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Aphidinae : Macrosiphini : Myzodium modestum


Myzodium modestum

Dark brown moss aphid

On this page: Identification & Distribution Other aphids on the same host

Identification & Distribution

Adult apterae of Myzodium modestum (see two pictures below) are reddish brown to dark brown or olive, sometimes greenish posteriorly, with black siphunculi. The cuticle is sclerotic and wrinkled. Antennal tubercles are moderately produced and divergent, and are covered by small blunt scales or nodules (cf. Pseudacaudella rubida, which has the antennal tubercles undeveloped and the cuticle of the head almost smooth dorsally). The antennae are 0.6-0.7 times the body length, with a pointed terminal process, 2.4-2.5 times as long as the base of antennal segment VI. Antennal segments I and II are almost as rough as the head. The rostrum reaches to the hind coxae, with the apical rostral segment 1.7-1.8 times the second hind tarsal segment. Marginal tubercles are absent. The siphunculi are 3-4 times the cauda, slightly S-curved, somewhat flattened in the middle, and with a constriction just below the very large flange (cf. Muscaphis escherichi & Muscaphis cuspidata, which have no subapical constriction of the siphunculi). The cauda has a broad basal part, and a rather narrow distal part, and is almost totally covered by abdominal tergite VIII. The body length of adult Myzodium modestum apterae is 1.2-1.9 mm.

Images above copyright Anders Albrecht, under a Creative Commons Attribution 3.0 License.

Myzodium modestum alatae (see picture below) have a large dark dorsal abdominal patch. Secondary rhinaria are distributed 21-45 on antennal segment III, 7-13 on segment IV, and 0-4 on segment V.

Image above copyright CBG Photography Group under a Creative Commons Attribution 3.0 License.

Myzodium modestum has been found on various mosses, such as Catharinaea and Polytrichum (Polytrichaceae), Pohlia (Bryaceae), Rhacomitrium (Grimmiaceae) and Sphagnum (Sphagnaceae). In America Smith & Robinson (1975) reported Polytrichum commune as the most common host for this aphid. Until recently populations were assumed to be anholocyclic, but Pérez Hidalgo et al. (2017) found oviparae and alate males on moss at high altitude in Switzerland in mid-September, indicating at least some populations may be monoecious holocyclic. Another moss aphid in the same genus, Myzodium mimulicola has been found to host alternate, with black hawthorn (Crataegus douglasii) as the primary host. Myzodium modestum is not attended by ants. It is found in Europe, especially northern Europe, and in North America.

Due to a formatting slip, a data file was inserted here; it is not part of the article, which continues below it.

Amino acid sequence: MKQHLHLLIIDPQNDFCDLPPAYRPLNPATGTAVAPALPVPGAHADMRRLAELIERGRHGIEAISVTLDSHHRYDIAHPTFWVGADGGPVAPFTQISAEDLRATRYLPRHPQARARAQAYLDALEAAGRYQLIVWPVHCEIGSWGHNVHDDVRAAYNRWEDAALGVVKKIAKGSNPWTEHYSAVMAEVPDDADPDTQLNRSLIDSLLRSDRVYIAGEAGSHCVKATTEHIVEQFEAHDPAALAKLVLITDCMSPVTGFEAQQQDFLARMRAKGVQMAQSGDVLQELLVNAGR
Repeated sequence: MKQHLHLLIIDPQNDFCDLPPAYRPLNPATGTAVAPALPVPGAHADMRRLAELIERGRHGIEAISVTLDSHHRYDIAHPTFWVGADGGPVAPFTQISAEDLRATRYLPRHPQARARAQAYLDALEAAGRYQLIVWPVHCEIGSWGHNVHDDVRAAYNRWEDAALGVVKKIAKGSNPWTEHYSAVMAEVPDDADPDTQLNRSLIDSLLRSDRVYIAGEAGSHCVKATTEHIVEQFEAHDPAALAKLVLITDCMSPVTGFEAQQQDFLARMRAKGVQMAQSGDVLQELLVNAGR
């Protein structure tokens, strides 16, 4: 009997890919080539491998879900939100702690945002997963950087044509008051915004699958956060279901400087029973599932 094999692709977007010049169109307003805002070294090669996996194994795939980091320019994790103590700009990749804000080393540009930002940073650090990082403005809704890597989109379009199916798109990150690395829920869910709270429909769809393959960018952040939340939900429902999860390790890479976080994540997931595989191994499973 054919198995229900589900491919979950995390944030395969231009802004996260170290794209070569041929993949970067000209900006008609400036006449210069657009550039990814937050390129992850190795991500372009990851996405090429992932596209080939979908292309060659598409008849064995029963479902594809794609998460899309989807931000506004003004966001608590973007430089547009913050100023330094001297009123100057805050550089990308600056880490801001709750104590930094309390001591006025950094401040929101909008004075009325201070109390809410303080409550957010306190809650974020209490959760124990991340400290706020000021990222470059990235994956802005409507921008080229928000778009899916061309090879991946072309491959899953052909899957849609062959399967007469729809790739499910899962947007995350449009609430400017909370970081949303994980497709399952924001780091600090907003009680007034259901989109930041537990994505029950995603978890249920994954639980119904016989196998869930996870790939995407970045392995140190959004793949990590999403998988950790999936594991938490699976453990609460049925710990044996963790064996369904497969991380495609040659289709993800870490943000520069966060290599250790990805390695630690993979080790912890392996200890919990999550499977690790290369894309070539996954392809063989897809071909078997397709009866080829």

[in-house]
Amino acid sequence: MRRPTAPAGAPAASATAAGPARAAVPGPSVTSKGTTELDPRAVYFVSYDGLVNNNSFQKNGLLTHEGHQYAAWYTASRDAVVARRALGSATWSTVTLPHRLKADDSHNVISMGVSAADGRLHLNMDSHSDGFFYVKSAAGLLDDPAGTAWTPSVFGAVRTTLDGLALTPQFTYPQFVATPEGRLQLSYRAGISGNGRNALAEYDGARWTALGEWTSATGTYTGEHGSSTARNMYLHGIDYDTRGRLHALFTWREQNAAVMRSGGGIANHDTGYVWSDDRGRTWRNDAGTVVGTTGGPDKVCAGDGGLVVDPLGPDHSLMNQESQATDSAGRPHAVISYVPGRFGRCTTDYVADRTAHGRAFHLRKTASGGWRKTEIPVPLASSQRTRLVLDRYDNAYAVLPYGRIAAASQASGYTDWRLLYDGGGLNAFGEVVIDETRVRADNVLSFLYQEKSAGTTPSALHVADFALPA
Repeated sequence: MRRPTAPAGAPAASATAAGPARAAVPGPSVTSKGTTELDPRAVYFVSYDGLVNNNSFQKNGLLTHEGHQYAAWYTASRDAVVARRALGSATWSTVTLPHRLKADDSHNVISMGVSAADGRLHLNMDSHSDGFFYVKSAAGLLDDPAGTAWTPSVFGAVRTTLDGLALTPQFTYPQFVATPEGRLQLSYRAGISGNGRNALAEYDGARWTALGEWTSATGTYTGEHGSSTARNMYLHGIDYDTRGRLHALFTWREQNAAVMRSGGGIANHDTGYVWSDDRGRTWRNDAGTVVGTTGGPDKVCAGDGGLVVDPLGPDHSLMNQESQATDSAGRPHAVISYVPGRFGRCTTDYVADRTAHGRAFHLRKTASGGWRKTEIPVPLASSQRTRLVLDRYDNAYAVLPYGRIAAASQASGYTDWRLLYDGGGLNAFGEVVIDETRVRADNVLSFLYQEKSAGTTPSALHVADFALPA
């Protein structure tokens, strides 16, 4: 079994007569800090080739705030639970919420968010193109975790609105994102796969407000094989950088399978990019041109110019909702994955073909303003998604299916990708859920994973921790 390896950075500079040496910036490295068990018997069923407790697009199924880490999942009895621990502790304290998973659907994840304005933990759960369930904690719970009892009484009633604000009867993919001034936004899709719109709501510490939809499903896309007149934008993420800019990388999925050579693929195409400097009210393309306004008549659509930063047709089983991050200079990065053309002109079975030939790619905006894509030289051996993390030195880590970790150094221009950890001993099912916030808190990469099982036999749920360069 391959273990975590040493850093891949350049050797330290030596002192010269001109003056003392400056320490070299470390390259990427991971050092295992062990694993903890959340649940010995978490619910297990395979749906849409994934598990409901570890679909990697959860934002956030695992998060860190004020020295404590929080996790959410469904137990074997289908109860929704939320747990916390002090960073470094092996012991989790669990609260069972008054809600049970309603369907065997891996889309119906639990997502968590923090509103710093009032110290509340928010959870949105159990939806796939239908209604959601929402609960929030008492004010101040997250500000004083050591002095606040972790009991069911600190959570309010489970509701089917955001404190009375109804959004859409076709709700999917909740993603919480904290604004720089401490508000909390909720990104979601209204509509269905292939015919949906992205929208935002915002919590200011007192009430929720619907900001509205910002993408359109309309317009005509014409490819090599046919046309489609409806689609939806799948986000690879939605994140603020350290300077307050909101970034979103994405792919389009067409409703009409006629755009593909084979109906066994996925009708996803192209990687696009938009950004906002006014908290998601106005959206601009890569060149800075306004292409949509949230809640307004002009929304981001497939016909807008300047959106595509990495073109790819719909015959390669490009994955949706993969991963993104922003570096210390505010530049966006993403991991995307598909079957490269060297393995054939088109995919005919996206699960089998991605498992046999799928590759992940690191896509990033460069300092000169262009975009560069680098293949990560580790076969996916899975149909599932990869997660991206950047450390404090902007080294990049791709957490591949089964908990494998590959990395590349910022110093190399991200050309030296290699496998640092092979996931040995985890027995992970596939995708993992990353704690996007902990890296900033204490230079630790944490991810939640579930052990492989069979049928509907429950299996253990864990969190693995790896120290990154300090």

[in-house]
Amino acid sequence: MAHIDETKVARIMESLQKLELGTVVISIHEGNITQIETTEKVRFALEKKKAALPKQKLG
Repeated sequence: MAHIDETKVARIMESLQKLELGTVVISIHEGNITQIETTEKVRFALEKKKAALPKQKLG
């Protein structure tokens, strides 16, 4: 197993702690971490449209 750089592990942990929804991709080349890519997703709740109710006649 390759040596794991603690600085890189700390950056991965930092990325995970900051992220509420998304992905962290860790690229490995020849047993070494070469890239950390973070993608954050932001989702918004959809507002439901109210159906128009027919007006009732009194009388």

Other aphids on the same host

Myzodium modestum has been recorded on 3 species of mosses in the Polytrichum genus (Polytrichum commune, Polytrichum juniperinum, Polytrichum strictum).

Myzodium modestum has been recorded on 1 species of moss in the Atrichum genus (Atrichum undulata).


We are grateful to Anders Albrecht and CBG group for making their images of Myzodium modestum available for use under a creative commons licence.

We have used the species accounts of Smith & Robinson (1975) and Heie (1992) together with information from Albrecht (2015) and Roger Blackman & Victor Eastop in Aphids on Worlds Plants. We fully acknowledge these authors and those listed in the reference sections as the source for the (summarized) taxonomic information we have presented. Any errors in information are ours alone, and we would be very grateful for any corrections. For assistance on the terms used for aphid morphology we suggest the figure provided by Blackman & Eastop (2006).

Useful weblinks


  • Heie, Ole E. (1992). The Aphidoidea (Hemiptera) of Fennoscandia and Denmark. IV. Family Aphididae: Part I of tribe Macrosiphini and subfamily Aphidinae. Fauna Entomologica Scandinavica 25, 1-189. (p. 173).

  • Smith, C.F. & Robinson, A.G. (1975). The genus Myzodium with the description of M. knowltoni, new species (Homoptera: Aphididae). Proceedings of the Entomological Society of Washington 77, 481-486. Full text